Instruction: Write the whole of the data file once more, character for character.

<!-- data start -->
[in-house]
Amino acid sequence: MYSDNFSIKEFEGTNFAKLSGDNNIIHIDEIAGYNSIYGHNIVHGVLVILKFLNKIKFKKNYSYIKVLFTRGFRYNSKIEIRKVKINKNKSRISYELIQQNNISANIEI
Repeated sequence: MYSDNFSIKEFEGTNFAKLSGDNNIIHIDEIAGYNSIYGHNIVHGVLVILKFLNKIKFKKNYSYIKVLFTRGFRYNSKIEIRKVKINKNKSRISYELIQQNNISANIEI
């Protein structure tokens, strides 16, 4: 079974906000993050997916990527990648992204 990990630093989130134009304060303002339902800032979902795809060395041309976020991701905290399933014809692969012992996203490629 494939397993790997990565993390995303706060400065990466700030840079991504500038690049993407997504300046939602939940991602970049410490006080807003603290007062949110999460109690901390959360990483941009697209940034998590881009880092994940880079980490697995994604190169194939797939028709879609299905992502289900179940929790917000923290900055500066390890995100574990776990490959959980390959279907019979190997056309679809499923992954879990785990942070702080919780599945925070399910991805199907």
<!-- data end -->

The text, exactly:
[in-house]
Amino acid sequence: MYSDNFSIKEFEGTNFAKLSGDNNIIHIDEIAGYNSIYGHNIVHGVLVILKFLNKIKFKKNYSYIKVLFTRGFRYNSKIEIRKVKINKNKSRISYELIQQNNISANIEI
Repeated sequence: MYSDNFSIKEFEGTNFAKLSGDNNIIHIDEIAGYNSIYGHNIVHGVLVILKFLNKIKFKKNYSYIKVLFTRGFRYNSKIEIRKVKINKNKSRISYELIQQNNISANIEI
């Protein structure tokens, strides 16, 4: 079974906000993050997916990527990648992204 990990630093989130134009304060303002339902800032979902795809060395041309976020991701905290399933014809692969012992996203490629 494939397993790997990565993390995303706060400065990466700030840079991504500038690049993407997504300046939602939940991602970049410490006080807003603290007062949110999460109690901390959360990483941009697209940034998590881009880092994940880079980490697995994604190169194939797939028709879609299905992502289900179940929790917000923290900055500066390890995100574990776990490959959980390959279907019979190997056309679809499923992954879990785990942070702080919780599945925070399910991805199907």